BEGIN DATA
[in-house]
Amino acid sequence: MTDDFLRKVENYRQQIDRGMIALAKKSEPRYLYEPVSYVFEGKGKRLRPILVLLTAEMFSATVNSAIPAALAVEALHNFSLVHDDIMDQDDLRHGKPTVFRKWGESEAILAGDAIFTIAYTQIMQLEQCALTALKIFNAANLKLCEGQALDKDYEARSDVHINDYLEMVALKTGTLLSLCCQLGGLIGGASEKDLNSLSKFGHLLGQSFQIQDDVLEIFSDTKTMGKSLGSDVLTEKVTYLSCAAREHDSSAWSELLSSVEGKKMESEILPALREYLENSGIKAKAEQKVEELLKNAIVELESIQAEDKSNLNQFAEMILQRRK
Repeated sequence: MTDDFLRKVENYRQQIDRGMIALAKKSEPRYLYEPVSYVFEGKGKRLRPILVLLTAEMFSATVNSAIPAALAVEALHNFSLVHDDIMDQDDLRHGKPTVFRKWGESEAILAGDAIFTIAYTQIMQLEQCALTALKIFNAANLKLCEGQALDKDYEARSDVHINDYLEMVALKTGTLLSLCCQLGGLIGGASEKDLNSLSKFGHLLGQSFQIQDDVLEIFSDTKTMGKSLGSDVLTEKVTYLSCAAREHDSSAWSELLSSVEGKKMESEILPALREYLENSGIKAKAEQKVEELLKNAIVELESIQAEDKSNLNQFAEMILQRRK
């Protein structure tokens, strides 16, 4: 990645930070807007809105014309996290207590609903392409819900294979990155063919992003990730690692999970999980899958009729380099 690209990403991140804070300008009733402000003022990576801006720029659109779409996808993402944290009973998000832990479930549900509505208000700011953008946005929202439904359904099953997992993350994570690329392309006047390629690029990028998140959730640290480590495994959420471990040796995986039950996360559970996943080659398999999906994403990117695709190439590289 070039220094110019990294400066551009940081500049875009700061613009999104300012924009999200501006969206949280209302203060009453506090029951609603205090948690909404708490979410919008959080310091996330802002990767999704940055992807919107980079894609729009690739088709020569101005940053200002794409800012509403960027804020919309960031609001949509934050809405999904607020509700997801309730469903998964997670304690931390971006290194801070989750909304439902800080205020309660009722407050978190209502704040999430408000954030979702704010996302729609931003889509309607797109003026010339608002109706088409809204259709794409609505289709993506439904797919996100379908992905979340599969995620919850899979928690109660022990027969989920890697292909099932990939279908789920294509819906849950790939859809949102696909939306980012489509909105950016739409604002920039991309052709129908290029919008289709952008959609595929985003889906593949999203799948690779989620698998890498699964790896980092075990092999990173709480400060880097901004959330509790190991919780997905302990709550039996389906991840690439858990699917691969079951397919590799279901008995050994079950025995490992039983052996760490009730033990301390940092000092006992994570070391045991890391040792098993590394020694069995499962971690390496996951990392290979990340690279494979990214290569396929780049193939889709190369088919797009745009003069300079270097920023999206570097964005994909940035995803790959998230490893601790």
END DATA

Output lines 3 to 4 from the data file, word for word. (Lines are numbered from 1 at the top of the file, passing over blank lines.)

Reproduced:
Repeated sequence: MTDDFLRKVENYRQQIDRGMIALAKKSEPRYLYEPVSYVFEGKGKRLRPILVLLTAEMFSATVNSAIPAALAVEALHNFSLVHDDIMDQDDLRHGKPTVFRKWGESEAILAGDAIFTIAYTQIMQLEQCALTALKIFNAANLKLCEGQALDKDYEARSDVHINDYLEMVALKTGTLLSLCCQLGGLIGGASEKDLNSLSKFGHLLGQSFQIQDDVLEIFSDTKTMGKSLGSDVLTEKVTYLSCAAREHDSSAWSELLSSVEGKKMESEILPALREYLENSGIKAKAEQKVEELLKNAIVELESIQAEDKSNLNQFAEMILQRRK
């Protein structure tokens, strides 16, 4: 990645930070807007809105014309996290207590609903392409819900294979990155063919992003990730690692999970999980899958009729380099 690209990403991140804070300008009733402000003022990576801006720029659109779409996808993402944290009973998000832990479930549900509505208000700011953008946005929202439904359904099953997992993350994570690329392309006047390629690029990028998140959730640290480590495994959420471990040796995986039950996360559970996943080659398999999906994403990117695709190439590289 070039220094110019990294400066551009940081500049875009700061613009999104300012924009999200501006969206949280209302203060009453506090029951609603205090948690909404708490979410919008959080310091996330802002990767999704940055992807919107980079894609729009690739088709020569101005940053200002794409800012509403960027804020919309960031609001949509934050809405999904607020509700997801309730469903998964997670304690931390971006290194801070989750909304439902800080205020309660009722407050978190209502704040999430408000954030979702704010996302729609931003889509309607797109003026010339608002109706088409809204259709794409609505289709993506439904797919996100379908992905979340599969995620919850899979928690109660022990027969989920890697292909099932990939279908789920294509819906849950790939859809949102696909939306980012489509909105950016739409604002920039991309052709129908290029919008289709952008959609595929985003889906593949999203799948690779989620698998890498699964790896980092075990092999990173709480400060880097901004959330509790190991919780997905302990709550039996389906991840690439858990699917691969079951397919590799279901008995050994079950025995490992039983052996760490009730033990301390940092000092006992994570070391045991890391040792098993590394020694069995499962971690390496996951990392290979990340690279494979990214290569396929780049193939889709190369088919797009745009003069300079270097920023999206570097964005994909940035995803790959998230490893601790």